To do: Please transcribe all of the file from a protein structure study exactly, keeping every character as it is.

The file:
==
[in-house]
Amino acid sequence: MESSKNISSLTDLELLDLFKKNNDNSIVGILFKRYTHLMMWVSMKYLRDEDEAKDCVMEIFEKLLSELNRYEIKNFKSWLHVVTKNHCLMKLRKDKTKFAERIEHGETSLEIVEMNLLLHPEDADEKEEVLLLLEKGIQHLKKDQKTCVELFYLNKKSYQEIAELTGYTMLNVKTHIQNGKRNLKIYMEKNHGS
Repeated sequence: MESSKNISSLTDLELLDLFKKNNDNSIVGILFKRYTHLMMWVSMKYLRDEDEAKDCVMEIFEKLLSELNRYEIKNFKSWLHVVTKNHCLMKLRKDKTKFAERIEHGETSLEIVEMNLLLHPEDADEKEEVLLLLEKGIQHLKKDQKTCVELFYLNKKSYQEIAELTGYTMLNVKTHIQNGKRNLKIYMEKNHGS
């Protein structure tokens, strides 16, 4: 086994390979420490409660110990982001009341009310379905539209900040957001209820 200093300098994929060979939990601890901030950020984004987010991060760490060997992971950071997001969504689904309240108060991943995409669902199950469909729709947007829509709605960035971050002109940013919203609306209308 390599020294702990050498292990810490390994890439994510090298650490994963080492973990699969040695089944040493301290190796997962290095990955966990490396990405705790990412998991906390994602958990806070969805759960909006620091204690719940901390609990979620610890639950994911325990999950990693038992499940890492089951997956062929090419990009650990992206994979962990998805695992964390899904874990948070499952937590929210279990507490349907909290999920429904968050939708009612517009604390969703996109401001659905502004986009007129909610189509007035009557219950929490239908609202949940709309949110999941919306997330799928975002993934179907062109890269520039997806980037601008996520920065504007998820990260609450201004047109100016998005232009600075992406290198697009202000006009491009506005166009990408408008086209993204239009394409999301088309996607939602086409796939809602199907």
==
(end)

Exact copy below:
[in-house]
Amino acid sequence: MESSKNISSLTDLELLDLFKKNNDNSIVGILFKRYTHLMMWVSMKYLRDEDEAKDCVMEIFEKLLSELNRYEIKNFKSWLHVVTKNHCLMKLRKDKTKFAERIEHGETSLEIVEMNLLLHPEDADEKEEVLLLLEKGIQHLKKDQKTCVELFYLNKKSYQEIAELTGYTMLNVKTHIQNGKRNLKIYMEKNHGS
Repeated sequence: MESSKNISSLTDLELLDLFKKNNDNSIVGILFKRYTHLMMWVSMKYLRDEDEAKDCVMEIFEKLLSELNRYEIKNFKSWLHVVTKNHCLMKLRKDKTKFAERIEHGETSLEIVEMNLLLHPEDADEKEEVLLLLEKGIQHLKKDQKTCVELFYLNKKSYQEIAELTGYTMLNVKTHIQNGKRNLKIYMEKNHGS
């Protein structure tokens, strides 16, 4: 086994390979420490409660110990982001009341009310379905539209900040957001209820 200093300098994929060979939990601890901030950020984004987010991060760490060997992971950071997001969504689904309240108060991943995409669902199950469909729709947007829509709605960035971050002109940013919203609306209308 390599020294702990050498292990810490390994890439994510090298650490994963080492973990699969040695089944040493301290190796997962290095990955966990490396990405705790990412998991906390994602958990806070969805759960909006620091204690719940901390609990979620610890639950994911325990999950990693038992499940890492089951997956062929090419990009650990992206994979962990998805695992964390899904874990948070499952937590929210279990507490349907909290999920429904968050939708009612517009604390969703996109401001659905502004986009007129909610189509007035009557219950929490239908609202949940709309949110999941919306997330799928975002993934179907062109890269520039997806980037601008996520920065504007998820990260609450201004047109100016998005232009600075992406290198697009202000006009491009506005166009990408408008086209993204239009394409999301088309996607939602086409796939809602199907």